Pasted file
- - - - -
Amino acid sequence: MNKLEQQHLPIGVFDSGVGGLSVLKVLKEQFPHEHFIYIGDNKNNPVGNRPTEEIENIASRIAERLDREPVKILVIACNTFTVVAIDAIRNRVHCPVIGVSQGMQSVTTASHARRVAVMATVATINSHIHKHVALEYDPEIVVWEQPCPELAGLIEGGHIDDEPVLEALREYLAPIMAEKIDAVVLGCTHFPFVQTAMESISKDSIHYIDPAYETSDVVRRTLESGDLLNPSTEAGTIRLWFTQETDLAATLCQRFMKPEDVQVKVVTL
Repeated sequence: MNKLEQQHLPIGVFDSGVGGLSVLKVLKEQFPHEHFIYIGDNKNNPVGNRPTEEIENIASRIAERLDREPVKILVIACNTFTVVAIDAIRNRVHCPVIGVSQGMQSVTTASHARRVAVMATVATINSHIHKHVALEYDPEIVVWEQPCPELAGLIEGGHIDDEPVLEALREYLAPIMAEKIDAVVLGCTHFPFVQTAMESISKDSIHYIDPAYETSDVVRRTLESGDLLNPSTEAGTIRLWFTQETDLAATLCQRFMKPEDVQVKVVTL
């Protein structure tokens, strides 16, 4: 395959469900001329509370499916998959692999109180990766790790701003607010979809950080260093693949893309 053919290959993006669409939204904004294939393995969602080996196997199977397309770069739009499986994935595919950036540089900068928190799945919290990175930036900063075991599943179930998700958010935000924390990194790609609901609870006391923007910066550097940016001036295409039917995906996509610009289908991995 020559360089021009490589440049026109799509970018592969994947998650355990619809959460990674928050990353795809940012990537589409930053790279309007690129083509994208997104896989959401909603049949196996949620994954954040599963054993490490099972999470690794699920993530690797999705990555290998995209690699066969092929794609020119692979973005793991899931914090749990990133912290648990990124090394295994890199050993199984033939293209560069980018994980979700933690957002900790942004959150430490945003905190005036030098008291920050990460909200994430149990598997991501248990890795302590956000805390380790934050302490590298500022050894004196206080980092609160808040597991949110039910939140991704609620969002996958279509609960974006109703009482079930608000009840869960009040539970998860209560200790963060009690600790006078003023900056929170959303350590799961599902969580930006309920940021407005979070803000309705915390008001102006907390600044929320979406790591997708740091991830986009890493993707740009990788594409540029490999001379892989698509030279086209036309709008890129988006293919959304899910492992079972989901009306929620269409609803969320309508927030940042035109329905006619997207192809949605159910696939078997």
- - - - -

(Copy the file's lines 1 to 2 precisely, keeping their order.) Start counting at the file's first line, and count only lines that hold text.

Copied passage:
Amino acid sequence: MNKLEQQHLPIGVFDSGVGGLSVLKVLKEQFPHEHFIYIGDNKNNPVGNRPTEEIENIASRIAERLDREPVKILVIACNTFTVVAIDAIRNRVHCPVIGVSQGMQSVTTASHARRVAVMATVATINSHIHKHVALEYDPEIVVWEQPCPELAGLIEGGHIDDEPVLEALREYLAPIMAEKIDAVVLGCTHFPFVQTAMESISKDSIHYIDPAYETSDVVRRTLESGDLLNPSTEAGTIRLWFTQETDLAATLCQRFMKPEDVQVKVVTL
Repeated sequence: MNKLEQQHLPIGVFDSGVGGLSVLKVLKEQFPHEHFIYIGDNKNNPVGNRPTEEIENIASRIAERLDREPVKILVIACNTFTVVAIDAIRNRVHCPVIGVSQGMQSVTTASHARRVAVMATVATINSHIHKHVALEYDPEIVVWEQPCPELAGLIEGGHIDDEPVLEALREYLAPIMAEKIDAVVLGCTHFPFVQTAMESISKDSIHYIDPAYETSDVVRRTLESGDLLNPSTEAGTIRLWFTQETDLAATLCQRFMKPEDVQVKVVTL